Japan, the World Bank and several partner countries on Wednesday launched a $40 million partnership project to diversify supply chains for clean energy products, a move seen by some analysts as aimed at addressing their over-reliance on China.
The initiative will offer financial and technical support to help emerging market and developing countries boost production of clean energy goods and "increase their participation in global mineral value chains," Japan's Ministry of Finance and the World Bank said in a statement.
Japan plans to contribute a total of $25 million to the venture, Finance Minister Shunichi Suzuki told an event on the project's launch held on the sidelines of the International Monetary Fund and World Bank meetings in Marrakech.
Along with contributions from Canada, Italy, South Korea and the United Kingdom, the total initial contribution will be more than $40 million, according to the statement.
"Developing countries from Latin America, Africa and all the Pacific region have immense potential to play key roles in global value chains for renewable energy," World Bank President Ajay Banga said in the event.
"For them to capture a larger share of the value-add along the supply chain, they need our support to build mineral procesing and manufacturing capacity."
South Korea's Deputy Prime Minister Choo Kyungho said the scheme will help reduce risks surrounding supply chains for minerals crucial for his country's manufacturers.
Japan, as this year's G7 chair, has initiated the scheme, named "Partnership for Resilient and Inclusive Suppy-chain Enhancement" (RISE), reflecting concern among some advanced nations over their heavy reliance on China for key mineral resources and goods related to energy security.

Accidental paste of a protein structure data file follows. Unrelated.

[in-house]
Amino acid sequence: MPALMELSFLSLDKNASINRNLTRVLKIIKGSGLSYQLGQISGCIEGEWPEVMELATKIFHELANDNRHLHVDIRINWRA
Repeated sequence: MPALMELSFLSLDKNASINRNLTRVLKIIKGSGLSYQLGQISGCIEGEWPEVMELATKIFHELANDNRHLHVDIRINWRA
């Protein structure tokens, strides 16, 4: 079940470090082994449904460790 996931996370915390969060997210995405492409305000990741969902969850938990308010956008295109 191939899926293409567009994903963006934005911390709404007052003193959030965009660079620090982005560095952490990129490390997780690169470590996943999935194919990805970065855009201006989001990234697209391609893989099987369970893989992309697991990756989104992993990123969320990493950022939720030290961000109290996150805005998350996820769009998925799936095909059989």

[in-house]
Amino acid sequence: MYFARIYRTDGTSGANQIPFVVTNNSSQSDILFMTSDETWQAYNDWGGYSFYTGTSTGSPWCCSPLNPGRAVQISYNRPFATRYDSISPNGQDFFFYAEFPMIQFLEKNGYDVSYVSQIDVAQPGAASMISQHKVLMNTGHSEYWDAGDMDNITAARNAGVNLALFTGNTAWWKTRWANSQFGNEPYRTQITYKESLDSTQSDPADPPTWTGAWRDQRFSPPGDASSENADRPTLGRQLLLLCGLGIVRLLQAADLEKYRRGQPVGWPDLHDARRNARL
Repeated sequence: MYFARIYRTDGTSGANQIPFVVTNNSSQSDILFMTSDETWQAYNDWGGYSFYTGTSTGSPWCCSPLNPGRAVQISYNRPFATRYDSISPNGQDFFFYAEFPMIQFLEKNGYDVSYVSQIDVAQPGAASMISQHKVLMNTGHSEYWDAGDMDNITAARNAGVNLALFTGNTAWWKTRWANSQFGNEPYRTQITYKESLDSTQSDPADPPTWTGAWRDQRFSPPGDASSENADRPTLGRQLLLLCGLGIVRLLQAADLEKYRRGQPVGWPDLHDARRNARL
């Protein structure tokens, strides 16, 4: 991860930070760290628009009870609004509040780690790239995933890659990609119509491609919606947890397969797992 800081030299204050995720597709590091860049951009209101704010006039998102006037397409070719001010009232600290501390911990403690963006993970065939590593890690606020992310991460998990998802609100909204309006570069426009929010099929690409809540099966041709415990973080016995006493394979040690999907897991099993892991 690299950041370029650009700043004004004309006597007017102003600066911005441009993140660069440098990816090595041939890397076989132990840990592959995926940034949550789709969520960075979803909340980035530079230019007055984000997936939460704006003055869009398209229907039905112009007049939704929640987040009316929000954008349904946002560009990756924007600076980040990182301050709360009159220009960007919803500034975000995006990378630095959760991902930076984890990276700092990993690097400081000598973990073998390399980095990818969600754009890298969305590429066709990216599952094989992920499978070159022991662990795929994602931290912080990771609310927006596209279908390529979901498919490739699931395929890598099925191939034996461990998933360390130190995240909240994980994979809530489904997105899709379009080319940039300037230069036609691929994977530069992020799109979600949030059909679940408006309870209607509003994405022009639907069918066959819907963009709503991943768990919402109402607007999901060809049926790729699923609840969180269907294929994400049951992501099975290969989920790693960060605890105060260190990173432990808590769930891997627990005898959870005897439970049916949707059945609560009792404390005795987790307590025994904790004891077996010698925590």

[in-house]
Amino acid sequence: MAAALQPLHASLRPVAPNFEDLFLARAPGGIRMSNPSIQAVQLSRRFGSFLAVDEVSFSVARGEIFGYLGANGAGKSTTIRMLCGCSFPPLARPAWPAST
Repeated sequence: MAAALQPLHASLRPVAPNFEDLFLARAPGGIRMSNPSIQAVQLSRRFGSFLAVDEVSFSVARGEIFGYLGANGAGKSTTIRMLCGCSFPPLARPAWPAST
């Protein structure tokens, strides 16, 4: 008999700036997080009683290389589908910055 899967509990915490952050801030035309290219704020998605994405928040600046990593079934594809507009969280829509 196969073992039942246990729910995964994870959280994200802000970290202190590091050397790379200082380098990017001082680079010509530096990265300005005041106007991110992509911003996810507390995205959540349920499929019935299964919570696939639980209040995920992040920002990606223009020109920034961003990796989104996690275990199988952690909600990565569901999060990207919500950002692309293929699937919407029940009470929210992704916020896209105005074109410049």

In a joint statement in May, finance leaders from the Group of Seven (G7) advanced economies said diversification of supply chains can "contribute to safeguarding energy security" and help maintain macro-economic stability.
Chile and India attended Wednesday's event as representatives of prospective recipient countries.
"I encourage other interested countries to join this important initiative," Suzuki said in the event.
DHL Global Forwarding (DHL GF) paints a broadly stable picture for air cargo demand in its November ‘Air Freight State of the Industry‘ report.
The highest air cargo rates of the year from Asia to North America and Europe are riding not on demand, but on constrained capacity due to weather disruptions and too little...
Rates on block space agreements out of Asia are expected to fall next year, as capacity continues to come into the market – but at least, demand is rising, said Kathy Liu,...
But rush to apply leading technologies leads to challenges in integrating them all together, for both transportation and warehousing. Even under difficult market conditions,...
Lionel van der Walt, chief growth officer at tech provider Raft, told The Loadstar on the sidelines of last week’s Tiaca conference in Brussels that the emissions-reporting...
DHL Express announced it has completed the $409 million third-phase expansion of its central Asia hub in Hong Kong, improving parcel connectivity with the rest of the world...
IATA has released data for global air cargo performance in September that shows that the industry enjoyed a continued moderate recovery in the month.
Ultra-large and large forwarders are losing market share in air freight to small and medium-size agents, according to WorldACD Market Data.
Airfreight rates on major east-west trades picked up in October as the industry entered its traditional peak season (see dashboard at end of article).